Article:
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Nation’s Waterways Benefit from High-Energy Absorption, Zero Maintenance FRP Fenders

Posted by Composite Advantage on Feb 11, 2021

It’s no fish story that FRP pilings are becoming entrenched as the go-to material for fender protection in the nation’s waterways. The reasons are numerous. Unlike rigid concrete and steel systems, FRP is maintenance free and can deflect, dissipate energy and recover without damage to ships or fenders. The green material also supports the environment.  In Puget Sound, scientists are studying the impact of creosote-treated wood pilings on dwindling herring and shellfish populations. FiberPILE resists corrosion and damage from intrusive marine life without leaching harmful chemicals into the water. READ MORE >>

NJ DOT Selects FiberPILE For Route 147 Project

Cape May, New Jersey is a seaside resort at the southern tip of the state’s Cape May Peninsula. The city has one of the nation’s largest collections of 19th framed buildings and Victorian homes. When the New Jersey Department of Transportation needed to replace old wooden fenders with a new system on the waterways, they were grappling with higher energy absorption requirements to maintain protection of concrete bridge piers.  READ MORE >>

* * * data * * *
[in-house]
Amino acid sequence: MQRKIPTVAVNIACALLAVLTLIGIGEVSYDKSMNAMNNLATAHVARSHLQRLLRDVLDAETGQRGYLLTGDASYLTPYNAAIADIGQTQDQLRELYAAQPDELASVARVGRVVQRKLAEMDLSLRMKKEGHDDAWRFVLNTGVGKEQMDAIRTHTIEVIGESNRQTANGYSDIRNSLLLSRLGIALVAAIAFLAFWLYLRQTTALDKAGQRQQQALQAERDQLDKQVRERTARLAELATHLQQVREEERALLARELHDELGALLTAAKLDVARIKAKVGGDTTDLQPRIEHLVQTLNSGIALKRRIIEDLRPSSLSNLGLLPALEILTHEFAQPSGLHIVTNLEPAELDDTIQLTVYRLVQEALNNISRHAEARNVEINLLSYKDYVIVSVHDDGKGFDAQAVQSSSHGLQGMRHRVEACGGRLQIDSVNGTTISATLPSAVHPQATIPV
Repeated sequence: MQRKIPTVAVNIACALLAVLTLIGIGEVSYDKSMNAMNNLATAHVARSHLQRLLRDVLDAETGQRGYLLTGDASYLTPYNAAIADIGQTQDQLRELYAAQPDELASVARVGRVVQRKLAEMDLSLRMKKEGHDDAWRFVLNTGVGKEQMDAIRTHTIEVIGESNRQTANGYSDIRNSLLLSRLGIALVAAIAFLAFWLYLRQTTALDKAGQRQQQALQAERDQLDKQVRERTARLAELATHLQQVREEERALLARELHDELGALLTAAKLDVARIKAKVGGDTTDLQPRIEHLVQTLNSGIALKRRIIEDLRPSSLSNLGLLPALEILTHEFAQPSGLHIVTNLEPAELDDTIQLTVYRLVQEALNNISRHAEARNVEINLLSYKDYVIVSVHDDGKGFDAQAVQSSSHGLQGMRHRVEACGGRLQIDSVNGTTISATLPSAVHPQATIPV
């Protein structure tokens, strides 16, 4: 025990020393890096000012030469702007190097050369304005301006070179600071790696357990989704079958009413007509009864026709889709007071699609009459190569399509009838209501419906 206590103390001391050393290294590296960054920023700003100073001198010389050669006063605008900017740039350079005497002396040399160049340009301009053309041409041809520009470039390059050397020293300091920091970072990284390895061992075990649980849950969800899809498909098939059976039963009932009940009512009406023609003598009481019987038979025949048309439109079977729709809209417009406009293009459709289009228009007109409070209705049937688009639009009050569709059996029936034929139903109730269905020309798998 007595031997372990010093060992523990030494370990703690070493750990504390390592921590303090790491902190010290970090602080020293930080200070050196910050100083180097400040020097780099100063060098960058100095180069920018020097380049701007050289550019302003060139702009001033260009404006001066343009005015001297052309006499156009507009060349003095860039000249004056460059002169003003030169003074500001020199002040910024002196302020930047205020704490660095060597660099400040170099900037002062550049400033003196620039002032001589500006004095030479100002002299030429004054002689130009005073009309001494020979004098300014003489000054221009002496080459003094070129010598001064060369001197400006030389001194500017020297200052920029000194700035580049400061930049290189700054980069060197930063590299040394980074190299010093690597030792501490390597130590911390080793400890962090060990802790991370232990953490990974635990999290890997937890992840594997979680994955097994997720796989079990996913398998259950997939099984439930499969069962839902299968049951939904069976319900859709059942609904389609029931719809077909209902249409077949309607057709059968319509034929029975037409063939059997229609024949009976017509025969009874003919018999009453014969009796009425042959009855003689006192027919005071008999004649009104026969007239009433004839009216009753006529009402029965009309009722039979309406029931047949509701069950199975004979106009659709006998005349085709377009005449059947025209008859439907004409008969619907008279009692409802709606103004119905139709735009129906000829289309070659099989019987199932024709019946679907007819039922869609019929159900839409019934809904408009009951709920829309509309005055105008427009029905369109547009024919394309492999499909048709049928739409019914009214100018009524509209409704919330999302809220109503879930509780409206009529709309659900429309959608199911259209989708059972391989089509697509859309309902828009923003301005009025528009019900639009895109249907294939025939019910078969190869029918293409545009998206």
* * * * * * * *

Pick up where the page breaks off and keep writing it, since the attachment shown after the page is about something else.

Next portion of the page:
Fender Design Screen
Webinar Unpacks How To Design Fenders With FRP Pilings

FRP composite piles are invading the nation’s waterfronts and waterways as DOTs migrate to FRP pilings to take advantage of its cost-efficient, high energy absorption, corrosion resistant and eco-friendly properties. To help you prepare, CA is holding a webinar, Dive In With FRP Pilings, on Thursday, Feb. 28 at 11:00 am EST.  We’ll break down how to design high energy absorption fender systems using large diameter FRP pilings. REGISTER >>

US Capitol Building
IMAGINE Act Awaiting Roll Call Votes

In August 2018 the Innovative Materials for America’s Growth and Infrastructure Newly Expanded Act was introduced to the 115th Congress, 2nd Session. The IMAGINE Act encourages the research and use of innovative materials and techniques in construction and preservation projects for domestic transportation and water infrastructure systems.  The Act includes fiber reinforced polymer materials. To read more about this click here.

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